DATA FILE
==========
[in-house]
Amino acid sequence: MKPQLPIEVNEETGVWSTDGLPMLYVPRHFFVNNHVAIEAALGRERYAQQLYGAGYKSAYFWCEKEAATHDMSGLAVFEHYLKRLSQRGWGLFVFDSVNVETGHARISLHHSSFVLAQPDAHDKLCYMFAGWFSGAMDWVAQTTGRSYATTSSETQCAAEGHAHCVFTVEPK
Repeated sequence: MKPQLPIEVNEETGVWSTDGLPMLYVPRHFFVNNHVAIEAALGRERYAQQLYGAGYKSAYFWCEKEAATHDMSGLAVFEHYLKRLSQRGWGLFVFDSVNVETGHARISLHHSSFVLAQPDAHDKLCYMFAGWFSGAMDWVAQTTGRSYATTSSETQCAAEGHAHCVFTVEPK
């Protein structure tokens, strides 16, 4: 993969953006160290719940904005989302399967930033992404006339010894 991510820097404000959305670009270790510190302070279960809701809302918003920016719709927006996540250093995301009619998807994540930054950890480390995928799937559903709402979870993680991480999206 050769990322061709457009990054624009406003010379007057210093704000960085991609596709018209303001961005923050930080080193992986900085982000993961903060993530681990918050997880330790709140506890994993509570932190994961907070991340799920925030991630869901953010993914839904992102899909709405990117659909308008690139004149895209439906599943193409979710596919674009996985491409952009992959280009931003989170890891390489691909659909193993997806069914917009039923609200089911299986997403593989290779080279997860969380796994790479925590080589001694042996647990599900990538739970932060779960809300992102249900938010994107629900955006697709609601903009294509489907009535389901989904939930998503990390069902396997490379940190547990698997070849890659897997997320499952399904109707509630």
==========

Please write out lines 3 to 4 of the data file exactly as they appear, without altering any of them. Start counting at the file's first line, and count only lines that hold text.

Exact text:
Repeated sequence: MKPQLPIEVNEETGVWSTDGLPMLYVPRHFFVNNHVAIEAALGRERYAQQLYGAGYKSAYFWCEKEAATHDMSGLAVFEHYLKRLSQRGWGLFVFDSVNVETGHARISLHHSSFVLAQPDAHDKLCYMFAGWFSGAMDWVAQTTGRSYATTSSETQCAAEGHAHCVFTVEPK
């Protein structure tokens, strides 16, 4: 993969953006160290719940904005989302399967930033992404006339010894 991510820097404000959305670009270790510190302070279960809701809302918003920016719709927006996540250093995301009619998807994540930054950890480390995928799937559903709402979870993680991480999206 050769990322061709457009990054624009406003010379007057210093704000960085991609596709018209303001961005923050930080080193992986900085982000993961903060993530681990918050997880330790709140506890994993509570932190994961907070991340799920925030991630869901953010993914839904992102899909709405990117659909308008690139004149895209439906599943193409979710596919674009996985491409952009992959280009931003989170890891390489691909659909193993997806069914917009039923609200089911299986997403593989290779080279997860969380796994790479925590080589001694042996647990599900990538739970932060779960809300992102249900938010994107629900955006697709609601903009294509489907009535389901989904939930998503990390069902396997490379940190547990698997070849890659897997997320499952399904109707509630």